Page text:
Background: Although humeral shortening as a sequel of septic
arthritis of the shoulder in infants has been reported in previous studies,
functional disorders of the shoulder resulting from humeral shortening have
not yet been clarified. In this study, we retrospectively investigated the
long-term outcome of septic arthritis of the shoulder in neonates and infants
and examined the relationship between growth disturbance of the humerus and
decreased range of motion with respect to glenohumeral joint laxity.
Methods: We reviewed the cases of fifteen patients (sixteen
shoulders) with an age of a few days to 2.6 years at the onset of the disease
who were followed from 5.0 to 17.9 years. We noted the initial treatment
method and evaluated humeral length and shoulder function at the time of the
final follow-up. For the final treatment results, we classified the shoulders
with normal findings on radiographs as Grade I, those with humeral head
deformity as Grade II, and those with humeral head deformity with inferior
subluxation as Grade III.
Results: Primary treatment included arthrotomy in ten shoulders. The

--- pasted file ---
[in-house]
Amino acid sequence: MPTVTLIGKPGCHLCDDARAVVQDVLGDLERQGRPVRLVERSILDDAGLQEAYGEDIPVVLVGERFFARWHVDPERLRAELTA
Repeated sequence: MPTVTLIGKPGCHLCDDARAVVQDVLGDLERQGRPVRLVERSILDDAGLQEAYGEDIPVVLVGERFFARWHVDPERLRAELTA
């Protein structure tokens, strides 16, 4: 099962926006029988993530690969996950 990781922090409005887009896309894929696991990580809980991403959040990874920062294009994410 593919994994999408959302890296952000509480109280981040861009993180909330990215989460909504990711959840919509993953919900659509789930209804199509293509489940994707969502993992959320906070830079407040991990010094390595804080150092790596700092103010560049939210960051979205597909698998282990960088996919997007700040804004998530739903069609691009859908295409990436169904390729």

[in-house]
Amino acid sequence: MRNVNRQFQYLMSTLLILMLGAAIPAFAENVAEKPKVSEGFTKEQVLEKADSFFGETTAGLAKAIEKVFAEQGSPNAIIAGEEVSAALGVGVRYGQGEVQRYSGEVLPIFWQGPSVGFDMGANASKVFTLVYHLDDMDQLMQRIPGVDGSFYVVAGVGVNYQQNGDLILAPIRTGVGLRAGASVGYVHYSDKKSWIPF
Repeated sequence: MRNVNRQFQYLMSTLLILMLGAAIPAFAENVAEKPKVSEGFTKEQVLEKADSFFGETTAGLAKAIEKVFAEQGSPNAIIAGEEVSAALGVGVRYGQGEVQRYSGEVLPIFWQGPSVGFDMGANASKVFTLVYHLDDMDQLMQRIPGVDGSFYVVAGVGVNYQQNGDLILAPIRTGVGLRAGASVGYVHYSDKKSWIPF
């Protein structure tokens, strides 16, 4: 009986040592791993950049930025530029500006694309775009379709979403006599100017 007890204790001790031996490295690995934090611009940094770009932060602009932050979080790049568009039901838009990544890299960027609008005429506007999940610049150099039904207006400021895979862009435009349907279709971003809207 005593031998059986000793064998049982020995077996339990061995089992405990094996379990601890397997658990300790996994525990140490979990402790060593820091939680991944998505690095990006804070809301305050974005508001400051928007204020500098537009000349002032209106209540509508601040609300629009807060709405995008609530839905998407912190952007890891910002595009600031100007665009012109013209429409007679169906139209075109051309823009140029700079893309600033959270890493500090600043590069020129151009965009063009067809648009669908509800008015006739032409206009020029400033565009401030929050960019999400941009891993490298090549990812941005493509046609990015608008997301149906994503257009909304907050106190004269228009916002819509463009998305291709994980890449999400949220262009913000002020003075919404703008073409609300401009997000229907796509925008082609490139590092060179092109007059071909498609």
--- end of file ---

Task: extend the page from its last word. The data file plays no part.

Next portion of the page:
delay between the onset of the disease and surgery ranged from three to
twenty-six days. At the time of the final follow-up, the results were Grade I
in five shoulders, Grade II in six shoulders, and Grade III in five shoulders.
The mean humeral shortening was 0.1 cm for Grade-I shoulders, 0.9 cm for
Grade-II shoulders, and 7.3 cm for Grade-III shoulders. All Grade-III
shoulders had =3 cm of shortening, and four of the five Grade-III shoulders
showed limitation of elevation (abduction of <130°). None of the
Grade-III shoulders had undergone arthrotomy within ten days after the onset
of the disease.
Conclusions: Inferior subluxation of the humeral head related to
shoulder dysfunction resulting from early childhood septic arthritis
accompanied humeral shortening of =3 cm and was only observed in patients
who did not undergo arthrotomy of the shoulder within ten days after the onset
of the infection.
Level of Evidence: Therapeutic Level III. See
Instructions to Authors for a complete description of levels of evidence.